Carli Newell

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INAPPROPRIATE speed contributes to around 11% of all injury collisions reported to the police, with 15% of collisions resulting in a serious injury and 24% of collisions resulting in fatalities.

Starting on the 26th July, the National Police Chief Council (NPCC) Speed Campaign will kick off across the UK, with GoSafe and the four Welsh Police Forces participating in both engaging with the public about the risks of speeding and enforcing the speed limits on the roads of Wales.

In 2019, 60,073 Fixed Penalty Notices (FPNs) were issued in Wales to drivers/riders for speeding.

Speeding is a major contributing factor to collisions on the roads of Wales. This includes both ‘excessive speed’, where the speed limit is exceeded, as well as driving or riding within the speed limit when this is too fast for the conditions at the time; for example, in poor weather, poor visibility or high pedestrian activity.

During the Coronavirus pandemic, we saw less traffic but higher speeds.  Now our restrictions are lifting, traffic volumes are up and as we are holidaying in the UK more, we are seeing more people speeding on the roads in Wales.  We want to change this, but can only do that with your help.

 Over the next few weeks you will see an increased presence on the road network of Wales as we aim to keep all road users safe and reduce the number of people killed or seriously injured on our roads.

 We know that the majority of road users comply with the speed limit; but the minority of those who do not increases the risk to the safety of all road users and need to be educated on the risks to their own safety as well as to the safety of those around them. Throughout this campaign, GoSafe and our partners in the Police and Local Authorities will encourage and educate more people to reduce their speed to save lives.

Teresa Ciano, GoSafe Partnership Manager said: “GoSafe enforce at sites across Wales in order to encourage motorists to comply with the speed limits and in turn make our roads and communities safer for everyone. If we all play our part and stand up for slowing down we can make a difference, and we can save lives on the roads of Wales.”

Lee Waters MS, Deputy Minister for Climate Change said: “I am very pleased to support this campaign. Driving at high speeds costs lives and a greater police presence on our roads will mean motorists will be more likely to drive within the speed limits, protecting lives and avoiding a speeding fine.”

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£100,000 of cannabis plants seized in west Wales police raid

Thomas Sinclair

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POLICE seized cannabis plants worth an estimated £100,000 during a warrant near Ammanford.

Dyfed-Powys Police searched a home in Garnant on Wednesday, July 21, where 100 plants were discovered to be growing in the front room and two bedrooms.

Given the number and maturity of some of the plants, officers estimate the quantity of cannabis growing to be worth around £100,000.

Sergeant Gemma Davies said: “This was a significant seizure of cannabis plants, which were growing in a sophisticated set-up across three rooms.

“Our investigation is ongoing into who is responsible, as there was nobody present at the time of the warrant, and we are carrying out all possible lines of enquiry to identify a suspect.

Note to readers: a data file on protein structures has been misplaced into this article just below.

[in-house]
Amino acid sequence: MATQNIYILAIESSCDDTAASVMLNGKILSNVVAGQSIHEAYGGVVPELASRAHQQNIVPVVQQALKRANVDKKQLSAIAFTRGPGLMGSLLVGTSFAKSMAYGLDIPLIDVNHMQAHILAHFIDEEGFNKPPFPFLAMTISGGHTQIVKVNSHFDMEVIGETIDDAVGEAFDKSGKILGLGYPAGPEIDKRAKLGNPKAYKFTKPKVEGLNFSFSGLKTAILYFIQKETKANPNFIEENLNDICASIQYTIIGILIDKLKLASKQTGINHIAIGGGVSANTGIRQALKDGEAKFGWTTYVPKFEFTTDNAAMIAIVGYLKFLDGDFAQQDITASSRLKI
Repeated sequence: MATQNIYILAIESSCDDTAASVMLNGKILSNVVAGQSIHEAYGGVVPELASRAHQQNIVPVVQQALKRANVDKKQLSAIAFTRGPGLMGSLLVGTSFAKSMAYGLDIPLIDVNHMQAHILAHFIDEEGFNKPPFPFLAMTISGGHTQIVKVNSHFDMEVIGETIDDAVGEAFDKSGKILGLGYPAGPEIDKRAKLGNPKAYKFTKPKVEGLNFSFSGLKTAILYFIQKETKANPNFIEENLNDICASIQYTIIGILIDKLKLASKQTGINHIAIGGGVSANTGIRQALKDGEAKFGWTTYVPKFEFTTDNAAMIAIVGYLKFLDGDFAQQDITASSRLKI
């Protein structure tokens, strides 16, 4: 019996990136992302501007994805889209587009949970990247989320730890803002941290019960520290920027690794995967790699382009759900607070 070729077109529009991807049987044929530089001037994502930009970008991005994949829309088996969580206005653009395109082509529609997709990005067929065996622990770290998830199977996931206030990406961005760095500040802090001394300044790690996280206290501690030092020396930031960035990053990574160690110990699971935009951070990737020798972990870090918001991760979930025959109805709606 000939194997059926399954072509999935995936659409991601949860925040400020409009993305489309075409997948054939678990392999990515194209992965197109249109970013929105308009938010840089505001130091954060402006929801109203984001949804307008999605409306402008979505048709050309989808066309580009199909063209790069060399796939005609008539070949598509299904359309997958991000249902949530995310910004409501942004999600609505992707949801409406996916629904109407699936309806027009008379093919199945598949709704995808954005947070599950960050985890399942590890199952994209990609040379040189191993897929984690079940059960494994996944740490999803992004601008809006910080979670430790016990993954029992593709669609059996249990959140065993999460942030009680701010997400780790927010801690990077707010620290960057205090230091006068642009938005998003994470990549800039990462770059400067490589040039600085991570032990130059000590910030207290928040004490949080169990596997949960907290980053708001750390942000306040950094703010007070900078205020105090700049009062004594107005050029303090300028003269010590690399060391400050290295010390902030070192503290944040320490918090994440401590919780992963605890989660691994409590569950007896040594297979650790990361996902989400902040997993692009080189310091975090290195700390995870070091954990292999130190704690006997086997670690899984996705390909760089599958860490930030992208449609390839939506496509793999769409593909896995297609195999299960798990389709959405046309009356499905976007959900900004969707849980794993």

“I would like to thank all officers involved for showing great teamwork during the warrant and subsequent enquiries.”

Anyone with information that could help officers with their investigation is asked to report it to Dyfed-Powys Police, either online at: https://bit.ly/DPPContactOnline, by emailing 101@dyfed-powys.pnn.police.uk, or by calling 101.

If you are deaf, hard of hearing, or speech impaired text the non-emergency number on 07811 311 908.

Quote reference: DPP/2891/21/07/2021/02/C.

Alternatively, contact the independent charity Crimestoppers anonymously by calling 0800 555111, or visiting crimestoppers-uk.org

(Picture above: File Image)

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Four charged with conspiracy to supply class A drugs

Carli Newell

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FOUR people have been arrested and charged as part of an investigation into an organised crime gang supplying class A drugs from London to Aberystwyth, Llanelli and Swansea.

Dyfed-Powys Police, with support from The Met Police, carried out warrants at four addresses on July 21, resulting in four arrests.

Mohammed Osman, aged 23, Yonis Mohammed, aged 20, Salman Mohamoud, aged 23 – all from Islington – and Amy Simmons, aged 21, from Dulwich were charged with a total of 12 offences:

  • Mohammed Osman: Two counts of conspiring to supply class A drug heroin, and two counts of conspiring to supply class A drug crack cocaine,
  • Yonis Mohammed: Two counts of conspiring to supply class A drug heroin, and two counts of conspiring to supply class A drug crack cocaine.
  • Salman Mohamoud: Conspiring to supply class A drug heroin, and conspiring to supply class A drug crack cocaine
  • Amy Simmons: Conspiring to supply class A drug heroin, and conspiring to supply class A drug crack cocaine.

All four appeared at Llanelli Magistrates’ Court on Friday, July 23, where they were remanded in custody. They are due to appear at Swansea Crown Court for their next hearing on August 20.

The investigation is being carried out by the Ceredigion Serious and Organised Crime Team, Aberystwyth CID and the Operation Orochi command of the Met Police.

Detective Sergeant Steve Jones said: “These four arrests and charges are the result of a coordinated approach to target an organised crime gang we believe is running a county lines operation into the Dyfed-Powys Police force area.

“We will continue to work diligently to disrupt gangs of this kind, to prevent the supply of illegal substances into our community.

“I would like to thank all officers involved, as well as the Met Police for their part in the operation.”